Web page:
Obama, Merkel see ‘no return’ to a pre-globalised world
US President Barack Obama and German Chancellor Angela Merkel argued Wednesday for a transatlantic trade deal and stressed that there will be “no return to a world before globalisation”.world Updated: Nov 17, 2016 01:34 IST
US President Barack Obama and German Chancellor Angela Merkel argued Wednesday for a transatlantic trade deal and stressed that there will be “no return to a world before globalisation”.
Their joint article comes as Obama’s successor Donald Trump has pledged to rip up existing trade deals and assume a more protectionist course for the world’s top economy.
Obama, on his European farewell tour, was visiting Merkel from late Wednesday to Friday, when they will also meet the leaders of Britain, France, Italy and Spain in Berlin.
In business magazine Wirtschaftswoche, Obama and Merkel stated their case for a socially responsible market economy, worldwide free trade and ever closer ties between the United States and Europe’s top economy.
“There will be no return to a world before globalisation,” they wrote in the German-language article to be printed in full in Friday’s edition of the weekly.
Germans and Americans should grasp the opportunity “to shape globalisation according to our values and ideas,” they wrote.
“We owe it to our companies and our citizens, indeed to the entire world community, to broaden and deepen our cooperation.”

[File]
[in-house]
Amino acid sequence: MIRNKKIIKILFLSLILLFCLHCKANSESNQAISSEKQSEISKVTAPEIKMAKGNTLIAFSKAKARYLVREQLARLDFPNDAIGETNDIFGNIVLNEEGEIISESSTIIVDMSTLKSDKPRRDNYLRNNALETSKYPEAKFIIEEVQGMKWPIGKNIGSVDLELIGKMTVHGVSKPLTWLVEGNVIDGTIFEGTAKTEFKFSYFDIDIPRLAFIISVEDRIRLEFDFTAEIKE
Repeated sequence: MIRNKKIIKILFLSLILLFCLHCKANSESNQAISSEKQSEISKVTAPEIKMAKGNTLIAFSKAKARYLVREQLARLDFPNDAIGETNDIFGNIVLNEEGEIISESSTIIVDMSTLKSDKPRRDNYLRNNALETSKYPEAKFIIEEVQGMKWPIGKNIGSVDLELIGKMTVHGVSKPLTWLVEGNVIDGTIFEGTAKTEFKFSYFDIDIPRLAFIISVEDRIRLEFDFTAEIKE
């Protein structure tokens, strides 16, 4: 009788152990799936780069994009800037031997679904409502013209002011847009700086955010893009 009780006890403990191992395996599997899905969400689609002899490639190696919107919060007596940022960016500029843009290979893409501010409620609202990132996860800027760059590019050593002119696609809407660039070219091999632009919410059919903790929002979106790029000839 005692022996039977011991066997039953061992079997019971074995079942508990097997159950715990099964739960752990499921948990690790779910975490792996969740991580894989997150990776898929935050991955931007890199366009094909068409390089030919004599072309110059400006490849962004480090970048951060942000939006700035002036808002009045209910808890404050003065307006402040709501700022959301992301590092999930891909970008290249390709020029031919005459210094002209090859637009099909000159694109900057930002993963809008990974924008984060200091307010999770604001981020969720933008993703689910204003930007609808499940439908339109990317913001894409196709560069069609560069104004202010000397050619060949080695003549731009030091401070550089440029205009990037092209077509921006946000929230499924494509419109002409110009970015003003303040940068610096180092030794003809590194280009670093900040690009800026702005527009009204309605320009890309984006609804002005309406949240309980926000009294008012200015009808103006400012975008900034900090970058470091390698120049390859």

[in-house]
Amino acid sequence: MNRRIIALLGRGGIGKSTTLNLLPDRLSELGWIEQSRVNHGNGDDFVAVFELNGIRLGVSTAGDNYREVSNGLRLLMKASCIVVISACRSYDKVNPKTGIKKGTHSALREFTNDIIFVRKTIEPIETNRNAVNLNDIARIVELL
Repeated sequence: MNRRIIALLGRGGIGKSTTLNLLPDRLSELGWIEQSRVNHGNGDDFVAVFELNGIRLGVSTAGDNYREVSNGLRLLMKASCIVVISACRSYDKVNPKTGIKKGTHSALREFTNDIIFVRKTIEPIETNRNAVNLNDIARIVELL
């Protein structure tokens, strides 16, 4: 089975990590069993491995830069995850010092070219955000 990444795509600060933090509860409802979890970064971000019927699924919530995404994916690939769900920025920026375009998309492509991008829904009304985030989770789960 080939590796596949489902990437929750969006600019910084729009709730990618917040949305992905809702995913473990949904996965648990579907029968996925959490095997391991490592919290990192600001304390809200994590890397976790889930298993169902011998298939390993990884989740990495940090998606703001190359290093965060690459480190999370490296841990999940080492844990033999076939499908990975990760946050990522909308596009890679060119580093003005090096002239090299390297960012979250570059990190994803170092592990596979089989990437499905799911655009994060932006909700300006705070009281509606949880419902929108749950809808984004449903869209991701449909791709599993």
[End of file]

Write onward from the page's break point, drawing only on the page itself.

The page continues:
Both leaders argued that the EU and US must sign the controversial trade deal called the Transatlantic Trade and Investment Partnership, which has been the target of protests especially in Europe.
They argued that “trade and investment raise living standards” and that “both German and American employers and employees, consumers and farmers would benefit from TTIP”.
“We are stronger when we work together,” they wrote. “Now that the global economy is developing faster than ever and global challenges are greater than ever, this cooperation is more important than ever before.”
Obama, speaking in Greece earlier Wednesday, argued that globalisation needs a “course correction” to address growing inequality which “feeds a profound sense of injustice”.
But the outgoing president added that “I firmly believe that the best hope for human progress remains open markets, combined with democracy and human rights”.